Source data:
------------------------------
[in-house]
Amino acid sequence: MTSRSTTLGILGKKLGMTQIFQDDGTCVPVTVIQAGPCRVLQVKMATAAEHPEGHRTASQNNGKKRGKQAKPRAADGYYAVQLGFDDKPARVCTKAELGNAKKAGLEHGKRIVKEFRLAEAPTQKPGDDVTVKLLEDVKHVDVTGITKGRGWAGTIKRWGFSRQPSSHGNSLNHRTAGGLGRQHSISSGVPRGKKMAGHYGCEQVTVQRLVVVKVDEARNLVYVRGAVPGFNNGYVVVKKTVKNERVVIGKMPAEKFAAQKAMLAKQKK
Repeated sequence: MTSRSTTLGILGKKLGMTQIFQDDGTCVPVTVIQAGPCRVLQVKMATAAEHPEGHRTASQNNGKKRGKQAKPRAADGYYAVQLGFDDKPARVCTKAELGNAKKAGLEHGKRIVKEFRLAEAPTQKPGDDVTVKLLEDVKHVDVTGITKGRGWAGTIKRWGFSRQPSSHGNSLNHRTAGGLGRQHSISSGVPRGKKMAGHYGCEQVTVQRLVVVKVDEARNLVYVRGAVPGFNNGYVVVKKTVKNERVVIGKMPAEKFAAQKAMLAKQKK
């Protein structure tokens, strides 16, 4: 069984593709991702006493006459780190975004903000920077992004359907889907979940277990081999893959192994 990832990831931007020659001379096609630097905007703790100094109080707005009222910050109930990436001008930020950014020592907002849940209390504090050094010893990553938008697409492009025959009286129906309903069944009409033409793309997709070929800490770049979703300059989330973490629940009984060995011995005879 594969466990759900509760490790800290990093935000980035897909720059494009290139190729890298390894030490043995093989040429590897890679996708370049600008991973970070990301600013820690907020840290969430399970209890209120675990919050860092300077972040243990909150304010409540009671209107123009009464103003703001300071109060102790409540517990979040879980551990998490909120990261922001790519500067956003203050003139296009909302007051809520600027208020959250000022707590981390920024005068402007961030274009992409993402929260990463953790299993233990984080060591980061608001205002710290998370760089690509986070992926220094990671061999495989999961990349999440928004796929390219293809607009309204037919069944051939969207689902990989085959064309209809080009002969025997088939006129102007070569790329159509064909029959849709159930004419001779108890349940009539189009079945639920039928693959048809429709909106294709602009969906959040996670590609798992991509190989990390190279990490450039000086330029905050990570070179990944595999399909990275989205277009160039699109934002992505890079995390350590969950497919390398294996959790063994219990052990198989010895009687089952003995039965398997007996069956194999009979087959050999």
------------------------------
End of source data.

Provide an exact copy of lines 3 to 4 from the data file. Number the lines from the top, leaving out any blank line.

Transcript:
Repeated sequence: MTSRSTTLGILGKKLGMTQIFQDDGTCVPVTVIQAGPCRVLQVKMATAAEHPEGHRTASQNNGKKRGKQAKPRAADGYYAVQLGFDDKPARVCTKAELGNAKKAGLEHGKRIVKEFRLAEAPTQKPGDDVTVKLLEDVKHVDVTGITKGRGWAGTIKRWGFSRQPSSHGNSLNHRTAGGLGRQHSISSGVPRGKKMAGHYGCEQVTVQRLVVVKVDEARNLVYVRGAVPGFNNGYVVVKKTVKNERVVIGKMPAEKFAAQKAMLAKQKK
């Protein structure tokens, strides 16, 4: 069984593709991702006493006459780190975004903000920077992004359907889907979940277990081999893959192994 990832990831931007020659001379096609630097905007703790100094109080707005009222910050109930990436001008930020950014020592907002849940209390504090050094010893990553938008697409492009025959009286129906309903069944009409033409793309997709070929800490770049979703300059989330973490629940009984060995011995005879 594969466990759900509760490790800290990093935000980035897909720059494009290139190729890298390894030490043995093989040429590897890679996708370049600008991973970070990301600013820690907020840290969430399970209890209120675990919050860092300077972040243990909150304010409540009671209107123009009464103003703001300071109060102790409540517990979040879980551990998490909120990261922001790519500067956003203050003139296009909302007051809520600027208020959250000022707590981390920024005068402007961030274009992409993402929260990463953790299993233990984080060591980061608001205002710290998370760089690509986070992926220094990671061999495989999961990349999440928004796929390219293809607009309204037919069944051939969207689902990989085959064309209809080009002969025997088939006129102007070569790329159509064909029959849709159930004419001779108890349940009539189009079945639920039928693959048809429709909106294709602009969906959040996670590609798992991509190989990390190279990490450039000086330029905050990570070179990944595999399909990275989205277009160039699109934002992505890079995390350590969950497919390398294996959790063994219990052990198989010895009687089952003995039965398997007996069956194999009979087959050999």